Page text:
Court Rules Against Transgender Students on 2 Legal Grounds, Mixing Sexes Can Constitute Illegal Sexual Harassment and Also Violate Religious Freedom
WASHINGTON, D.C. (April 2, 2019) – In one of the first cases to focus on the invasion of sexual privacy, embarrassment, and stress traditional students may suffer if forced to shower, change, or share restrooms with persons of the opposite anatomical sex, a court has ruled that such practices can constitute illegal sexual harassment as well as violate religious rights, notes public interest law professor John Banzhaf, who has won over 100 sex discrimination cases, and has supported transgender rights.
Under what it called its "compelled affirmation policy," a school district allowed "male students who claim female gender" - even without "manifesting behaviors or appearances stereotypical" of females, and without making "any effort to understand the impacts" - to use female restrooms, showers, and locker rooms where the girls would be exposed to penises, and their own bodies would be visible to students with a penis.
It is also alleged that the school district "conveyed to students that when a person objects to the compelled affirmation policy, the person is intolerant and bigoted," and students who did so were subjected to being called names such as "transphobic" and "homophobic," and to other taunts.
Federal judge Jorge Alonso has just held that the plaintiffs' allegations made out a sufficient case of illegal sexual harassment in violation of Title IX.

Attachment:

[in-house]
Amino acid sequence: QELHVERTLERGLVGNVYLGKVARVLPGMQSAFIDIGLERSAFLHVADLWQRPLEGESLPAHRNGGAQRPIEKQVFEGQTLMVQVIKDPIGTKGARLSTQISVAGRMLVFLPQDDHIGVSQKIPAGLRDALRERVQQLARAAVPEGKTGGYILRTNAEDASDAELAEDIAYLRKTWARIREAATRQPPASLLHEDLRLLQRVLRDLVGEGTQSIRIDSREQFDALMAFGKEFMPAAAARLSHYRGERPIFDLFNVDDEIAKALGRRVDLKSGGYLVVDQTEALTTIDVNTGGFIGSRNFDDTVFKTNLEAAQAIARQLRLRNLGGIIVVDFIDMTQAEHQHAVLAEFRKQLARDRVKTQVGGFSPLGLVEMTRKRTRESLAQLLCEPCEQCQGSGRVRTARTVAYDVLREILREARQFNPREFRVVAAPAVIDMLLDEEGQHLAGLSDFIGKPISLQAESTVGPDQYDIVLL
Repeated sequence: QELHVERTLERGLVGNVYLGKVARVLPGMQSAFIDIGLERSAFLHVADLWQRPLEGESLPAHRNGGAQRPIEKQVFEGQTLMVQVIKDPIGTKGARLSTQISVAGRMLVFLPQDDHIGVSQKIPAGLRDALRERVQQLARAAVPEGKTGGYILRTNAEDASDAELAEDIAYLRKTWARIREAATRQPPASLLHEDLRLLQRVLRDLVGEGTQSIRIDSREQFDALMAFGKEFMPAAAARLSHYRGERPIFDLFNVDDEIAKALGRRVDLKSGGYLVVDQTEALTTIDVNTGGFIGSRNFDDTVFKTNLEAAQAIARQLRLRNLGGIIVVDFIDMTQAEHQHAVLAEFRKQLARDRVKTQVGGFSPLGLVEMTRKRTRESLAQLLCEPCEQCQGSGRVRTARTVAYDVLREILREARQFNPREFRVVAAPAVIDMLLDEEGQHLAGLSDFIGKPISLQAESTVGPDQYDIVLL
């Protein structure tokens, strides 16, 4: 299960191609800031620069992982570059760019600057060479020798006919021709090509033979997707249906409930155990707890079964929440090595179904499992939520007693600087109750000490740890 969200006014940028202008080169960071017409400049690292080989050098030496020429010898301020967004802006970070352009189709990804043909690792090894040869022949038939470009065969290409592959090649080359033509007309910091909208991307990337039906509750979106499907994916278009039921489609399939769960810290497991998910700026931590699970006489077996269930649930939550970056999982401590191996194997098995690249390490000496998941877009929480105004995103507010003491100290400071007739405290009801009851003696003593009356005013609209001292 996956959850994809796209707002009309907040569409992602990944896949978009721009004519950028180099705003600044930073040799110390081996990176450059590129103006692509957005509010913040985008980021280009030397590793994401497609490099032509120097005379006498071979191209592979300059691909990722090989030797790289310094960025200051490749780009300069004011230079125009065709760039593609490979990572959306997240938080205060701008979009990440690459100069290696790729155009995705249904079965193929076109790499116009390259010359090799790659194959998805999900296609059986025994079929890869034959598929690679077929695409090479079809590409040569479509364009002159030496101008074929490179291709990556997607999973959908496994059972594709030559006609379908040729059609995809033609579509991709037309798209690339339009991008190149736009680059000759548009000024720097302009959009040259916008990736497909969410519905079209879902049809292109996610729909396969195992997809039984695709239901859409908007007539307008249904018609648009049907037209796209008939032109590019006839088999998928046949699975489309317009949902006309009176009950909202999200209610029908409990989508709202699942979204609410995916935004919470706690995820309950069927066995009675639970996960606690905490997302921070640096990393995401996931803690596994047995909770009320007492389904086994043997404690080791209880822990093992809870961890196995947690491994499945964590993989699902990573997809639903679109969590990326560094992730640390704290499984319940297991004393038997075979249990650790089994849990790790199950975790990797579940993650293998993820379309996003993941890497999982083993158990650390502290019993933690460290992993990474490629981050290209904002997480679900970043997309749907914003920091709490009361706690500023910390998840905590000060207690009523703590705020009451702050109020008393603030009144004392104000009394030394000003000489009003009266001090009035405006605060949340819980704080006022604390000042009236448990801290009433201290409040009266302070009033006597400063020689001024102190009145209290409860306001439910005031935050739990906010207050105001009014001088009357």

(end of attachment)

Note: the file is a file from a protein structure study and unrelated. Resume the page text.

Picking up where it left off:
Then he went further and held that, if proven, the facts could also constitute a violation of the religious rights of both students and their parents under the Religious Freedom Restoration Act [RFRA] even if there is no claim that the invasion violates the tenets of any specific religion.
He ruled "it is enough that plaintiffs allege SPP Parents and SPP Students have sincere religious beliefs that they should not undress or use the bathroom in front of members of the opposite sex and that SPP Parents have a sincere religious belief that they should teach such modesty to their children."
Banzhaf noted that many cases have held that an intrusion by the opposite sex into a single-sex facility such as a restroom can constitute illegal sexual harassment.
The case against the school district might be even stronger since the plaintiffs are not adults but rather young children undergoing the additional stresses and embarrassment brought on by puberty, and young anatomical males may well act more impulsively towards them than mature adults who know that they may be subject to job loss or even criminal penalties, argues Banzhaf.
He suggests that a simple compromise might be for a school to have a sufficient number of all-gender restrooms to reasonably accommodate the interests of all the transgender students while not unnecessarily invading the sexual privacy of traditional students.
Indeed, he notes that his own George Washington University Law School has established what appears to be the first multi-user all-gender university restroom; one which not only satisfies the interests of M2F and F2M transsexual students, but also helps eliminate the potty parity problem.
JOHN F. BANZHAF III, B.S.E.E., J.D., Sc.D.
Professor of Public Interest Law
George Washington University Law School,
FAMRI Dr. William Cahan Distinguished Professor,
Fellow, World Technology Network,
Founder, Action on Smoking and Health (ASH),
2000 H Street, NW, Wash, DC 20052, USA
(202) 994-7229 // (703) 527-8418
http://banzhaf.net/ jbanzhaf3ATgmail.com @profbanzhaf